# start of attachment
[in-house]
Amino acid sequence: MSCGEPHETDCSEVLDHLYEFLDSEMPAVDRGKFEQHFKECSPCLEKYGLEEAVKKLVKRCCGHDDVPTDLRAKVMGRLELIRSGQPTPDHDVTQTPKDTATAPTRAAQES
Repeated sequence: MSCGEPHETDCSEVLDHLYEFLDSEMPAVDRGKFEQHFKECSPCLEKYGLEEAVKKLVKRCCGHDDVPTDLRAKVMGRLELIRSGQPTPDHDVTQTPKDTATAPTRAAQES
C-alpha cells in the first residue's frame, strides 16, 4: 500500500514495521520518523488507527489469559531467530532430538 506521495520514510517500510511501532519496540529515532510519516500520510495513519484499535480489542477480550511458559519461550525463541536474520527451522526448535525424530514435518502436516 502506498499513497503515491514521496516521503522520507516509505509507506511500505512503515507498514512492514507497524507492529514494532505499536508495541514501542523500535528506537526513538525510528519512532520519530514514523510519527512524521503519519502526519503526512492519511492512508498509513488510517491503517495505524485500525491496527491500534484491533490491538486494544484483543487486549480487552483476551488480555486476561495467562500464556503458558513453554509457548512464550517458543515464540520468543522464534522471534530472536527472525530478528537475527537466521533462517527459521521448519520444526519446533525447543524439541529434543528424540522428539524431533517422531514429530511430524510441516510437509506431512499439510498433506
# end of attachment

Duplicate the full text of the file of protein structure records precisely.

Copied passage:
[in-house]
Amino acid sequence: MSCGEPHETDCSEVLDHLYEFLDSEMPAVDRGKFEQHFKECSPCLEKYGLEEAVKKLVKRCCGHDDVPTDLRAKVMGRLELIRSGQPTPDHDVTQTPKDTATAPTRAAQES
Repeated sequence: MSCGEPHETDCSEVLDHLYEFLDSEMPAVDRGKFEQHFKECSPCLEKYGLEEAVKKLVKRCCGHDDVPTDLRAKVMGRLELIRSGQPTPDHDVTQTPKDTATAPTRAAQES
C-alpha cells in the first residue's frame, strides 16, 4: 500500500514495521520518523488507527489469559531467530532430538 506521495520514510517500510511501532519496540529515532510519516500520510495513519484499535480489542477480550511458559519461550525463541536474520527451522526448535525424530514435518502436516 502506498499513497503515491514521496516521503522520507516509505509507506511500505512503515507498514512492514507497524507492529514494532505499536508495541514501542523500535528506537526513538525510528519512532520519530514514523510519527512524521503519519502526519503526512492519511492512508498509513488510517491503517495505524485500525491496527491500534484491533490491538486494544484483543487486549480487552483476551488480555486476561495467562500464556503458558513453554509457548512464550517458543515464540520468543522464534522471534530472536527472525530478528537475527537466521533462517527459521521448519520444526519446533525447543524439541529434543528424540522428539524431533517422531514429530511430524510441516510437509506431512499439510498433506